Farmers' thoughts about the pavilion

Don Mayse, owner of Show Me Farms, said his criteria for the pavilion are that it has restrooms, a hand-washing facility, electricity and adequate parking.

"We need a conservative shelter," he said. "When we go to extremes, we end up spending more than we need to."

The Missourian attempted to contact 20 vendors, several of whom said they had feelings about the pavilion but didn't want to talk about it. The buzz among other vendors from the farmers market was that the money Sustainable Farms and Communities had raised was gone, the project was taking too long and that the structure shouldn't be so elaborate.

Pigg said he'd heard about these comments, and that some of the confusion had to do with difficulties in communication between the Sustainable Farms and Communities Board and the farmers market board.

"I think part of it was, we have new boards in place from 2008-2009, so people that are on the boards now were not there when the plans were initially approved," he said.

The future of the project

Pigg said he thinks the pavilion will be built, but the economic climate presents difficulties. He said Sustainable Farms and Communities is still raising money for the pavilion, but not in an "intensive" way, and fundraising efforts are focused on the organization's other educational programs.

Mark Mahnken, president of the farmers market, said he thinks the missing link is involvement from the farmers.

Market vendors have created a separate foundation that raises money for the outdoor pavilion. The group recently hosted a winter gala and raised about $4,000 or $5,000, Mahnken said.

"That is an ongoing project," Mahnken said. "We're just really getting our fundraising kicked into high gear."

Deanna Crocker, who owns Crocker Farms Pork with her husband, said the change in leadership might relieve vendors' frustrations with the pavilion.

"The people at the market are glad that they're kind of taking back control and working toward raising the money rather than hiring someone from outside," she said. "They weren't happy with the way things were going last year."


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Comments

Stephie Yoakum November 9, 2011 | 1:30 a.m.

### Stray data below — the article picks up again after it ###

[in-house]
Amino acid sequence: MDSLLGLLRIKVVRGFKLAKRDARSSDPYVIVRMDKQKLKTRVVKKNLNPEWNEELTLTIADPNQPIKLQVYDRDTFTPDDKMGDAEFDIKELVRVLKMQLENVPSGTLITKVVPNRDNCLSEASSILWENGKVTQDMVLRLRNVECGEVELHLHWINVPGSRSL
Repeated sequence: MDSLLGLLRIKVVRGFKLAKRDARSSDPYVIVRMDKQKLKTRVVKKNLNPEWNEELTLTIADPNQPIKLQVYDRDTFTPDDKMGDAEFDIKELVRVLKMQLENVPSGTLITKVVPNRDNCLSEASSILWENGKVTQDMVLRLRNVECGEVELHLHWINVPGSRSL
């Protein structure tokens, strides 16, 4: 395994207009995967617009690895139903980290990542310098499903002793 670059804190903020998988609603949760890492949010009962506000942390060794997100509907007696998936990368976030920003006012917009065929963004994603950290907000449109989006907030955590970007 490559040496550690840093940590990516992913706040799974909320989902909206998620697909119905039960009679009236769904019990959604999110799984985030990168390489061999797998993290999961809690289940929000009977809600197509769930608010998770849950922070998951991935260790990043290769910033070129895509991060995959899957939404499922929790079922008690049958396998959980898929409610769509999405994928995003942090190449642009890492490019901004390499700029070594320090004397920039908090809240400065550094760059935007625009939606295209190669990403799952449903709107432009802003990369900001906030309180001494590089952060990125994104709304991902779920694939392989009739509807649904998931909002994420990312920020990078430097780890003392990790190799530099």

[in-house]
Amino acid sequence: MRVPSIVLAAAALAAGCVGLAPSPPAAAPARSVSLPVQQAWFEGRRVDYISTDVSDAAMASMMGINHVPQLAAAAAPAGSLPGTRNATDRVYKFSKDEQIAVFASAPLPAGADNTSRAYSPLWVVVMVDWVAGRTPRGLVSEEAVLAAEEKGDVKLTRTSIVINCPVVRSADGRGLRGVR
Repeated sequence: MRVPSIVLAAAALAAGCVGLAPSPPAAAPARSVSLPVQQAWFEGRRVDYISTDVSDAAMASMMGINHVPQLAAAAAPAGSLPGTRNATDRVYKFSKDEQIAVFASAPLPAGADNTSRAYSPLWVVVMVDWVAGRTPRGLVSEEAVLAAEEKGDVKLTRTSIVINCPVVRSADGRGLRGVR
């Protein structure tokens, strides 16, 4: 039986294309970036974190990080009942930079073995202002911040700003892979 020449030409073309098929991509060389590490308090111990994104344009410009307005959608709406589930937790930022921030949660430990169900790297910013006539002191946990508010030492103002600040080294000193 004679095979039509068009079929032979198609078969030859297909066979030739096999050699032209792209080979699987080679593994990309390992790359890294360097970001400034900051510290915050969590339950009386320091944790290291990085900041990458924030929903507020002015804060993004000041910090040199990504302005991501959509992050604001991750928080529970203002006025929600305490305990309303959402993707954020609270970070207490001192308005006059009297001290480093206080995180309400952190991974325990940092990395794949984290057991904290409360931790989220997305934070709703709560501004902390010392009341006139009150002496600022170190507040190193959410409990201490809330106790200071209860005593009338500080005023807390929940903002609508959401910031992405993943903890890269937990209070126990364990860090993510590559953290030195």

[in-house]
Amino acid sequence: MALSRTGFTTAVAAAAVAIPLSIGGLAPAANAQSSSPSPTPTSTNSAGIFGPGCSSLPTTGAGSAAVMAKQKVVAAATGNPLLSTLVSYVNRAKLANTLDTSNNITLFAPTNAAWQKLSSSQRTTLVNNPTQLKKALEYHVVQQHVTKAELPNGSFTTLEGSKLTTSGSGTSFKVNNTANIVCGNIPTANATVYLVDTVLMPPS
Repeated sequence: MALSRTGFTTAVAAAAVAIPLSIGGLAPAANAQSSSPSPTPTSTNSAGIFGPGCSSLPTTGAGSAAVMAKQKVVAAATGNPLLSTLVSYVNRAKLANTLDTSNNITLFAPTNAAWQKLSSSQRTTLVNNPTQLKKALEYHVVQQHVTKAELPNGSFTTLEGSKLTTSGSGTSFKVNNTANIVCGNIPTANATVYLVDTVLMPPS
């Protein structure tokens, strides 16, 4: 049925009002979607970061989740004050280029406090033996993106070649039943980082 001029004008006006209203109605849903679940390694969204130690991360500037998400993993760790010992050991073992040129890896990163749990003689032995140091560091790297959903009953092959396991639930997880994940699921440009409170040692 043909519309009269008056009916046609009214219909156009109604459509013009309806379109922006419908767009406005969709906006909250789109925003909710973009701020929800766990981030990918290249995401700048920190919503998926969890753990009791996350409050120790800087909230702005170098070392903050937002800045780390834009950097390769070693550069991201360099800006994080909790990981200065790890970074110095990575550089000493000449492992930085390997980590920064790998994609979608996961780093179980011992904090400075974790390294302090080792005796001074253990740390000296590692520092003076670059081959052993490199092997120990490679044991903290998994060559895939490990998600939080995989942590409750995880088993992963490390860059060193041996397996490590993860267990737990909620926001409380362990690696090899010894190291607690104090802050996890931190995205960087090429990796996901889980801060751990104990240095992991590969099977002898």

So shameful that enough money to make a modest structure was squandered on drawings and salary for someone who accomplished less than what they even were paid. Additionally, anyone who pays $80,000 for drawings for a few million dollar one-level structure and a 5th graders' display of them using Strauss' opus should reconsider their ability to handle money. Also, we apparently do not need a $2.5m structure if even vendors are willing to settle on a $100,000 structure for a modest but actual start on some sort of permanent covering.

(Report Comment)
Michael Williams November 9, 2011 | 9:24 a.m.

Why don't the Mennonites in Clark and Versailles, MO have these problems with their vending facilities?

Financed by selling shares in their facilities is the way they did it, I think. To my knowledge, gov't support wasn't required or wanted. Self-sufficiency is a good thing, don'tcha think?

Of course, they didn't require a Cadillac-version, but I find their facilities are quite suitable and functional.

Food's good, too. Especially the ice cream/pie combination.

And the produce is absolutely amazing. Except for a few tomato plants I keep for pickin' and eatin', I was able to close my garden (and save money) because of what I could buy at their auctions.

(Report Comment)
Richard Saunders November 9, 2011 | 2:55 p.m.

There is nothing "sustainable" about a $2.5M pavilion.

Michael, I bet those Mennonites didn't have any Executive Directors to leech off of their productivity, either.

(Report Comment)